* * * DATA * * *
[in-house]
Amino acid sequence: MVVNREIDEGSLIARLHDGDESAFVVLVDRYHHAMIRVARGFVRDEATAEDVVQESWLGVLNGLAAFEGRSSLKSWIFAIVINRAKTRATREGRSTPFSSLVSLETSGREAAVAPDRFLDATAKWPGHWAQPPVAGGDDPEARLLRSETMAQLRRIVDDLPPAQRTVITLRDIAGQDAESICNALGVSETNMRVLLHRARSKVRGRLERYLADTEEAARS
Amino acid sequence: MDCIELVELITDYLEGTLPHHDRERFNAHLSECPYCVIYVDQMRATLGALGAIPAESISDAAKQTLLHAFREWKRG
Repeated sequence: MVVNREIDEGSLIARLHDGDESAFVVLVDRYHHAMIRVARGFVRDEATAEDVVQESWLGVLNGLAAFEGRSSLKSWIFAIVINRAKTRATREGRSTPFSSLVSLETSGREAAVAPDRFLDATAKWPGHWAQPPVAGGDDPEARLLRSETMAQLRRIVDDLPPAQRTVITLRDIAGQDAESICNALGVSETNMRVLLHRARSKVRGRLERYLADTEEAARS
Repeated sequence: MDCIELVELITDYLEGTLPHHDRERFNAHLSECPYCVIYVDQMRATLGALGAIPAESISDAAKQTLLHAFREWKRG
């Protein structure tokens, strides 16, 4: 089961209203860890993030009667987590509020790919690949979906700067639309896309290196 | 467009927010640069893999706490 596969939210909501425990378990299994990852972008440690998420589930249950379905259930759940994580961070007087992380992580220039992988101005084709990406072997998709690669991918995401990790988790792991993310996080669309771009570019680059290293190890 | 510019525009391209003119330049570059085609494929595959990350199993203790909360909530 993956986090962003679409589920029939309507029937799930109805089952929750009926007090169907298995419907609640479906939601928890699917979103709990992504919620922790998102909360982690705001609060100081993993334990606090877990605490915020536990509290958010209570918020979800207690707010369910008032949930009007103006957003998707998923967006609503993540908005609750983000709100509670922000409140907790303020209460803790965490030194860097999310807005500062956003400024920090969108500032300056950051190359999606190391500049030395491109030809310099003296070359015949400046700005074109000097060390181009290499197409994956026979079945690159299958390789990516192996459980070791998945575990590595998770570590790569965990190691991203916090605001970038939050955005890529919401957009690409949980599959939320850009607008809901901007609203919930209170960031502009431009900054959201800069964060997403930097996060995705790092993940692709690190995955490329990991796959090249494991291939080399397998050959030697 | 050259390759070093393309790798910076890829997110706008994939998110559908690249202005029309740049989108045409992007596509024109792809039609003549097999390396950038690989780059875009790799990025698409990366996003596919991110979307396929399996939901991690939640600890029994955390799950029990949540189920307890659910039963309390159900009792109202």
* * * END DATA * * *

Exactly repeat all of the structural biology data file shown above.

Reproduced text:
[in-house]
Amino acid sequence: MVVNREIDEGSLIARLHDGDESAFVVLVDRYHHAMIRVARGFVRDEATAEDVVQESWLGVLNGLAAFEGRSSLKSWIFAIVINRAKTRATREGRSTPFSSLVSLETSGREAAVAPDRFLDATAKWPGHWAQPPVAGGDDPEARLLRSETMAQLRRIVDDLPPAQRTVITLRDIAGQDAESICNALGVSETNMRVLLHRARSKVRGRLERYLADTEEAARS
Amino acid sequence: MDCIELVELITDYLEGTLPHHDRERFNAHLSECPYCVIYVDQMRATLGALGAIPAESISDAAKQTLLHAFREWKRG
Repeated sequence: MVVNREIDEGSLIARLHDGDESAFVVLVDRYHHAMIRVARGFVRDEATAEDVVQESWLGVLNGLAAFEGRSSLKSWIFAIVINRAKTRATREGRSTPFSSLVSLETSGREAAVAPDRFLDATAKWPGHWAQPPVAGGDDPEARLLRSETMAQLRRIVDDLPPAQRTVITLRDIAGQDAESICNALGVSETNMRVLLHRARSKVRGRLERYLADTEEAARS
Repeated sequence: MDCIELVELITDYLEGTLPHHDRERFNAHLSECPYCVIYVDQMRATLGALGAIPAESISDAAKQTLLHAFREWKRG
């Protein structure tokens, strides 16, 4: 089961209203860890993030009667987590509020790919690949979906700067639309896309290196 | 467009927010640069893999706490 596969939210909501425990378990299994990852972008440690998420589930249950379905259930759940994580961070007087992380992580220039992988101005084709990406072997998709690669991918995401990790988790792991993310996080669309771009570019680059290293190890 | 510019525009391209003119330049570059085609494929595959990350199993203790909360909530 993956986090962003679409589920029939309507029937799930109805089952929750009926007090169907298995419907609640479906939601928890699917979103709990992504919620922790998102909360982690705001609060100081993993334990606090877990605490915020536990509290958010209570918020979800207690707010369910008032949930009007103006957003998707998923967006609503993540908005609750983000709100509670922000409140907790303020209460803790965490030194860097999310807005500062956003400024920090969108500032300056950051190359999606190391500049030395491109030809310099003296070359015949400046700005074109000097060390181009290499197409994956026979079945690159299958390789990516192996459980070791998945575990590595998770570590790569965990190691991203916090605001970038939050955005890529919401957009690409949980599959939320850009607008809901901007609203919930209170960031502009431009900054959201800069964060997403930097996060995705790092993940692709690190995955490329990991796959090249494991291939080399397998050959030697 | 050259390759070093393309790798910076890829997110706008994939998110559908690249202005029309740049989108045409992007596509024109792809039609003549097999390396950038690989780059875009790799990025698409990366996003596919991110979307396929399996939901991690939640600890029994955390799950029990949540189920307890659910039963309390159900009792109202």